Opening: TOYS IN THE ATTIC, a Handmade Euro Delight
Opening theatrically on Friday, September 7, in selected cities across the U.S., Jiří Barta's stop-motion animated film Toys in the Attic is a handmade delight.
Barta, who hails from the Czech Republic, is a shy, unassuming man with a vivid imagination. He visited Fantastic Fest with his film in 2010 -- see photos below of him with Karrie League during the Q&A after the screening, along with a close-up of one of the toys -- and now his incredible work can be seen by a wider audience in North America.
To be sure, Toys in the Attic will not remind anyone of the Pixar films, beyond the ancient, shared premise of toys coming to life. It is not a thrill ride or a sentimental comedy, but, rather, a gentle children's fable in the Old World sense of the term. Here's the brief official synopsis:
When the lovely Buttercup is kidnapped by the Head of State, it is up to her friends, a teddy bear, a mechanical mouse and a marionette puppet to attempt a daring rescue across the attic.
As I noted, the film's tone may not appeal to all. When it screened at the Festival du noveau cinema in 2009, Simon Lapierre made the following observations for Twitch:
Yes, the stop-motion animation is gorgeous and there is some elements that are inventive in terms of changing the meaning of an object by giving it a new use (garbage bags, for exemple, become a dangerous black sea and pillows are beautiful clouds). On a purely technical level, the movie is perfect and shows a lot of care and talent with its attention to details.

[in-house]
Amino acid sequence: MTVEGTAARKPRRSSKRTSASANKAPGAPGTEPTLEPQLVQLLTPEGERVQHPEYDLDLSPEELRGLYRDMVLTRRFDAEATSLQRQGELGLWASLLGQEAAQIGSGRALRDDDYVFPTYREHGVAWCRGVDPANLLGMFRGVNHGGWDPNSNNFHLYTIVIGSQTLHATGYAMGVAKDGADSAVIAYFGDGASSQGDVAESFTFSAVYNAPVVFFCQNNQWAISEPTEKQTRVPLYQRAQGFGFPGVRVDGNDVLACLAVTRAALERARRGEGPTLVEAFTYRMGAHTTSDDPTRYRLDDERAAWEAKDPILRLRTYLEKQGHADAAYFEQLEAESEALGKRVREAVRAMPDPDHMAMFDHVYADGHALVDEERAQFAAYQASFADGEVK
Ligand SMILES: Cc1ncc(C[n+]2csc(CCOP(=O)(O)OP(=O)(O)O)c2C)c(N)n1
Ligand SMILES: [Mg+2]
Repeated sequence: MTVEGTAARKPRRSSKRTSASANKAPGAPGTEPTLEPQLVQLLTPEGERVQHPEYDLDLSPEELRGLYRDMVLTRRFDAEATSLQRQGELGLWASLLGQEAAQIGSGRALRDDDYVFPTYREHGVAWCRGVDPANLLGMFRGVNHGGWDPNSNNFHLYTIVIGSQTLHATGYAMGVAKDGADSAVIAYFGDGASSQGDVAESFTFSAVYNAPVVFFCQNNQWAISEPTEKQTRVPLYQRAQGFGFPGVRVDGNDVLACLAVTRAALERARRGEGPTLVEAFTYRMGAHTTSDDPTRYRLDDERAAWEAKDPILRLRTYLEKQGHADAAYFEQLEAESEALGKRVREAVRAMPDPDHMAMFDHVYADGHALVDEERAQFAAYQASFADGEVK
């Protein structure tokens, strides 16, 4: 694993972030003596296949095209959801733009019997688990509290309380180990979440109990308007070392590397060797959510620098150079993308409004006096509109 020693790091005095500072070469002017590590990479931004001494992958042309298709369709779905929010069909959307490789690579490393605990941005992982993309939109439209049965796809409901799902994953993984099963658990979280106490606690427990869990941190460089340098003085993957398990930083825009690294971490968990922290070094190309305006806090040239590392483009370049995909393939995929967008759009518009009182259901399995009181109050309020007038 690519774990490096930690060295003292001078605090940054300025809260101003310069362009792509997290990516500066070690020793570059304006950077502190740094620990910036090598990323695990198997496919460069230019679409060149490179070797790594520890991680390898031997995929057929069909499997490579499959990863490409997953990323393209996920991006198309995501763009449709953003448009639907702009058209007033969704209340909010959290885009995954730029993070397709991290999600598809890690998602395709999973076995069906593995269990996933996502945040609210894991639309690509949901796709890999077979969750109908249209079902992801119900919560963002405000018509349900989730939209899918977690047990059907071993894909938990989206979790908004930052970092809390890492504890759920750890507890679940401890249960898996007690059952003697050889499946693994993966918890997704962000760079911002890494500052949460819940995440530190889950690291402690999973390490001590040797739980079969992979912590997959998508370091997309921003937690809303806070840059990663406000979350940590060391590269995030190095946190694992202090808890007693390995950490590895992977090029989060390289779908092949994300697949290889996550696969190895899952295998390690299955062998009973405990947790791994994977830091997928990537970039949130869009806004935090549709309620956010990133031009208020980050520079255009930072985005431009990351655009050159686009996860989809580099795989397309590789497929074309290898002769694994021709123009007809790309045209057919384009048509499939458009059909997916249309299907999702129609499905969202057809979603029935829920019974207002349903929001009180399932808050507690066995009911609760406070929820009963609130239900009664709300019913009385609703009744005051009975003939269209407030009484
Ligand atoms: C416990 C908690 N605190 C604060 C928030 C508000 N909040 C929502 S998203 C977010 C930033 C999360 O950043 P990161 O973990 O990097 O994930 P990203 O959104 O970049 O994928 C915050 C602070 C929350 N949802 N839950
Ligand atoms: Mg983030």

The problem with In the Attic is the complete lack of edge. It doesn't carry the self-reflectory humour of Toy Story or a dark tone that could have pleased to an adult audience. The childish innocence of the film and its voluntary lack of subtext are strangely surprising because you quickly come to the [conclusion] the film has nothing to tell besides a cute, maybe timeless, story.
Here's the main problem with In the Attic: it is an empty film. It might be what a young audience is looking for, but an older cinephile can only wonder why he's watching something that has nothing to give him.
Now, the same issues that posed problems for Simon struck me as the strengths of the film. It's not targeted at adults. It is paced slowly and with care, but it never talks down to children, nor does it fill them with empty praise. Toys in the Attic respects the wonder of childhood, and treats toys as what they are: childish things whose charms will fade with the passage of years, yet still marvelous, sometimes magical, and always capable of provoking fond memories.
The English-language version features the voices of Forest Whitaker, Joan Cusack, Cary Elwes, and Vivian Schilling, who wrote, produced, and directed the English-language adaptation.
The film opens in theaters in New York, Los Angeles, Chicago, Dallas/Ft. Worth, Memphis, Northwest Arkansas, and Washington, DC, before rolling out to other cities in the coming weeks. Check the official site for more information.
(Photo credits: Peter Martin, copyright 2010.)